- Natural gas action in the Eastern Mediterranean is heating up. With Egypt, Israel, Greece and Cyprus already exploiting resources, Energean Oil & Gas is backing a new player: Montenegro. Two blocks explored by the Greek company hold an estimated 1.8 trillion cubic feet of recoverable gas reserves, with Energean CEO Mathios Rigas saying that Montenegro is sitting in the ‘sweet spot of untapped potential in the eastern Adriatic.’ Energean was awarded a 30-year licence for the blocks in March 2017.

- Russia’s Novatek is planning to expand the Yamal LNG by one more train. With an additional capacity of 1 mtpa, the smaller fourth train is planned for end-2019, with Yamal Trains 2 & 3 tracking ahead of schedule.


- BP’s Chariman Carl-Henric Svanberg has announced his retirement after steering the supermajor through the Deepwater Horizon disaster just months after he assumed his position. Svanberg will remain in his position until a successor is identified.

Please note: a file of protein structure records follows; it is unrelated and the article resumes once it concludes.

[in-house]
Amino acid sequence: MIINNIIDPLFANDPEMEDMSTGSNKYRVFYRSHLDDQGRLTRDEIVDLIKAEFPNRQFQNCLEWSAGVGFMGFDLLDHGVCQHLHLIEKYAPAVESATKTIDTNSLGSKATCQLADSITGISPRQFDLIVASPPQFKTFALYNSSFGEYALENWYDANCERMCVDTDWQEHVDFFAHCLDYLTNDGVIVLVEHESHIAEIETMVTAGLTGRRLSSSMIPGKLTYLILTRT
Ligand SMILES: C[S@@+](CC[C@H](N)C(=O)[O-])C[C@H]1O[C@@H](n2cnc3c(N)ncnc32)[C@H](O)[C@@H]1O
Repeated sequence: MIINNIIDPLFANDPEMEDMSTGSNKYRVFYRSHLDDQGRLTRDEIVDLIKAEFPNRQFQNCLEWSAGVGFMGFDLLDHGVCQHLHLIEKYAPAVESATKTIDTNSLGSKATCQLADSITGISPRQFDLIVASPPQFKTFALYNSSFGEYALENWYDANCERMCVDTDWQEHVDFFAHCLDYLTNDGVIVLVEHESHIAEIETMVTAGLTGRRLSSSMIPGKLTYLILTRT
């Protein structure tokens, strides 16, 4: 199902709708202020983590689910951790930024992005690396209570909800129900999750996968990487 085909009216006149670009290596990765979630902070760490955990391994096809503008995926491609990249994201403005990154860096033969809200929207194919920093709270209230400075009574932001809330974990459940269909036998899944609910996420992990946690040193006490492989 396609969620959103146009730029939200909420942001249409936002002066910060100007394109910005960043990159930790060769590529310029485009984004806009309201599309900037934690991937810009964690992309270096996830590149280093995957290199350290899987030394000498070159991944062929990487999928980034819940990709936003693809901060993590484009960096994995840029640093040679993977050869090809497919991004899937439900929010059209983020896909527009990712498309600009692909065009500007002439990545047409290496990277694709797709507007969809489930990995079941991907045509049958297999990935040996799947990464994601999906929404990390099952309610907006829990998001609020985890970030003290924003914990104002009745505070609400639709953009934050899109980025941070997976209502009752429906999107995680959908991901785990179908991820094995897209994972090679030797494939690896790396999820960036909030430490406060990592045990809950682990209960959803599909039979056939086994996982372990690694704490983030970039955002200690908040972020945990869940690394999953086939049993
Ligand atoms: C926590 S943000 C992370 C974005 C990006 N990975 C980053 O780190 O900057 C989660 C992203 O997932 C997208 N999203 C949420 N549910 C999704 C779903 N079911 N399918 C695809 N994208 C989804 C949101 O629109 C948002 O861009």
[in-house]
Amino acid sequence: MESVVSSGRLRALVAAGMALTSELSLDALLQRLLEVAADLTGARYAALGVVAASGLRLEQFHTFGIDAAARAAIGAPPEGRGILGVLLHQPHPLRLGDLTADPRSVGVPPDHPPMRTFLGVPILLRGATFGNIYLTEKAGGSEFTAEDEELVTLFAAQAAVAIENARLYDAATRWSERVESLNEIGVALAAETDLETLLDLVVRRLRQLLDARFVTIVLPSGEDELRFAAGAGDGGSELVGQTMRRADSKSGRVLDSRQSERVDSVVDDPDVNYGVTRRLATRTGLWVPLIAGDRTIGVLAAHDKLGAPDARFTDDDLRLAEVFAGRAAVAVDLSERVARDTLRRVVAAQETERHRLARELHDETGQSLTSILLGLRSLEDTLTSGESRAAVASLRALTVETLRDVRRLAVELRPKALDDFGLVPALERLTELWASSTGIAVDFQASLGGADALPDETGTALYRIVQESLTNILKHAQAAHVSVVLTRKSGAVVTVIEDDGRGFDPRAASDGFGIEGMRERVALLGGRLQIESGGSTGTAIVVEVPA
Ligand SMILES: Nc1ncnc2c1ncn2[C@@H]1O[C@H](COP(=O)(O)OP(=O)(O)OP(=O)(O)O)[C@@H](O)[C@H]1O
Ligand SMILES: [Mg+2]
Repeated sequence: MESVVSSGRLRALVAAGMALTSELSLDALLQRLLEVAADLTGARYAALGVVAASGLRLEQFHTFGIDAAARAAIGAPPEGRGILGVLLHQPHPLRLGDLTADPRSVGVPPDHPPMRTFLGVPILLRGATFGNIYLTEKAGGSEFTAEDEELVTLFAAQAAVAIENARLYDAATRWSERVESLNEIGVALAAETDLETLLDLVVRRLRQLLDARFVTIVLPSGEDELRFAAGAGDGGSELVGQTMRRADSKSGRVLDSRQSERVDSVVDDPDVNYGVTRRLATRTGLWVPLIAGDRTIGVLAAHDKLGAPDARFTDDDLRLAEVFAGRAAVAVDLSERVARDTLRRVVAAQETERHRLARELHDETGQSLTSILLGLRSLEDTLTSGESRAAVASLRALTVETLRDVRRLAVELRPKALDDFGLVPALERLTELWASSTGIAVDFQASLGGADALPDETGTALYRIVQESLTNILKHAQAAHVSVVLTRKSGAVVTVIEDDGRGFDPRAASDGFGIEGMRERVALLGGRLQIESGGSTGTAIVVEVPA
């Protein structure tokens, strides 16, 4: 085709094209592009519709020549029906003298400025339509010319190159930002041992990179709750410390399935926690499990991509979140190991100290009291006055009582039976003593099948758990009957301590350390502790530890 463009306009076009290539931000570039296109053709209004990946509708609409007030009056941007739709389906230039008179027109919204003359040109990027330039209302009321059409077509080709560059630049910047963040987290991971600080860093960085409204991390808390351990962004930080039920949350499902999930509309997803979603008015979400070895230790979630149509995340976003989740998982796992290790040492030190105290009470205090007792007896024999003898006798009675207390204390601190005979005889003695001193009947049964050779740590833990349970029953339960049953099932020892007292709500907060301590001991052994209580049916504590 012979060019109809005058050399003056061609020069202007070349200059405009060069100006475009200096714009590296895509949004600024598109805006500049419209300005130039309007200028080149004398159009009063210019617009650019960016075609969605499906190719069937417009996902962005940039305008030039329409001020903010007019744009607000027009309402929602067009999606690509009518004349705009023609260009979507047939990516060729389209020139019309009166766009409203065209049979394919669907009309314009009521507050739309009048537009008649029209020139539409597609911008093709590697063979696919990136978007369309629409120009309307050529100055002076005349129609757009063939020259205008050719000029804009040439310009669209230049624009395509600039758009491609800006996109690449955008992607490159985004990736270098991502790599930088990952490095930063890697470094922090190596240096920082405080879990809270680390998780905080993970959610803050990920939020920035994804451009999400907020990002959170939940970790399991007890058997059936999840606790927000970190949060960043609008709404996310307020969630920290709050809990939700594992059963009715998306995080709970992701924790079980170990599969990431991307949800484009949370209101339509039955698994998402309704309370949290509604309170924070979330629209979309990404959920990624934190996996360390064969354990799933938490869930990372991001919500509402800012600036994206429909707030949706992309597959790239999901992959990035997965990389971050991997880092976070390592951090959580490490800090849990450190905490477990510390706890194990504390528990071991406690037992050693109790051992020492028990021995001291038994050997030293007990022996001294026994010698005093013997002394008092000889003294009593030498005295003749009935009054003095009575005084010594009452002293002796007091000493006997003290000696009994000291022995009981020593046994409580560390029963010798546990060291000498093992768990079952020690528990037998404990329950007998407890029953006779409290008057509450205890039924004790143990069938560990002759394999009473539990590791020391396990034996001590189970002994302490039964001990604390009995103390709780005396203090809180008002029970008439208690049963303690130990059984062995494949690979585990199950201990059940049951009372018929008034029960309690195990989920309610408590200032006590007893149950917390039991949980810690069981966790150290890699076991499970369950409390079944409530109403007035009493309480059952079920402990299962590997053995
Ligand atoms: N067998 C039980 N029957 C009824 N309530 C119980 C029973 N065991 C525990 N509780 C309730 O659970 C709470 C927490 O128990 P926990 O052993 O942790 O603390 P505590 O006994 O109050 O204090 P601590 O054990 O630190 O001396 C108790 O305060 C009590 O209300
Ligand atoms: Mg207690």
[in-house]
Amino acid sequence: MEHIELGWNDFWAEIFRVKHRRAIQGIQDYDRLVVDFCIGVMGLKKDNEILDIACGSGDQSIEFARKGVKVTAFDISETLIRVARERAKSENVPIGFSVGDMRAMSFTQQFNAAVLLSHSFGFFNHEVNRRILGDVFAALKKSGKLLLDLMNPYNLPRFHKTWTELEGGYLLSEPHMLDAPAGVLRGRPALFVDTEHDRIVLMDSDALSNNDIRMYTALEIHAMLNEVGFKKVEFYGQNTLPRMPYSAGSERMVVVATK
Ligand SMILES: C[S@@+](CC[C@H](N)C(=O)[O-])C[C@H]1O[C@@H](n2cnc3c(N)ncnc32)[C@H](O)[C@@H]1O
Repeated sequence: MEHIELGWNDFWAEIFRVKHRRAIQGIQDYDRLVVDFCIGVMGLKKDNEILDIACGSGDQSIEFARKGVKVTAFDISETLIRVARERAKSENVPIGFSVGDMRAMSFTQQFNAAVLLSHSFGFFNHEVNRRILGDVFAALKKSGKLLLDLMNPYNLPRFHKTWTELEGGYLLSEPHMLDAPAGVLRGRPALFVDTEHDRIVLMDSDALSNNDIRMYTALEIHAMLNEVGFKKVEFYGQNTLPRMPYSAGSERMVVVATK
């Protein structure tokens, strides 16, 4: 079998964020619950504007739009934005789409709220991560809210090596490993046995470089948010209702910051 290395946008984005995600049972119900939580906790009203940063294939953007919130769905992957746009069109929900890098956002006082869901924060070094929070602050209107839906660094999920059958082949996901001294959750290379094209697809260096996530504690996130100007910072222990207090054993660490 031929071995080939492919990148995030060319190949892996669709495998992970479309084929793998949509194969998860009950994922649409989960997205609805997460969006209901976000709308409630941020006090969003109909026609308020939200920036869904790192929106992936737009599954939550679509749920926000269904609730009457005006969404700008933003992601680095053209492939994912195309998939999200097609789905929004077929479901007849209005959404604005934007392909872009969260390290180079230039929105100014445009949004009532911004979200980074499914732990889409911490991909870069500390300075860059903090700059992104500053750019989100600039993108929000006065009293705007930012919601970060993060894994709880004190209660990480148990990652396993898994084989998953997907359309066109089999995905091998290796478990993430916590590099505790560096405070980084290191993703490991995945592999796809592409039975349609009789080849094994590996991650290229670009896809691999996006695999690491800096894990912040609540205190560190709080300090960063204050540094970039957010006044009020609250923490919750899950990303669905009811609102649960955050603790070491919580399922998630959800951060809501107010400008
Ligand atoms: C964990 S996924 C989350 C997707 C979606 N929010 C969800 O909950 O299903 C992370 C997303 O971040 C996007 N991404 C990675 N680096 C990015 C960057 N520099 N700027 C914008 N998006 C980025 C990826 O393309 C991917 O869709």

Last week in Asian oil


- China will continue to be more and more dependent on imported crude, as domestic production fell by 2.9% y-o-y to 3.78 mmb/d in September. Low oil prices have made some marginal and ageing fields uneconomic, exacerbating the country’s declining trend. Domestic natural gas output, however, was up 10.7% y-o-y to 11.15 bcm, bringing YTD gas production up by 9.1% y-o-y. With China’s private sector shying away from developing the country’s ast shale oil and gas reserves after yeas of limited success, the outlook is poor. Which makes recent deals like CEFC China Energy’s US$9.1 billion investment in Rosneft more important, as it gives China access to up to 260,000 bpd of Russian oil. China has also apparently offered to purchase outright 5% of Saudi Aramco, potentially circumventing the Saudi Arabian firm’s IPO ambitions.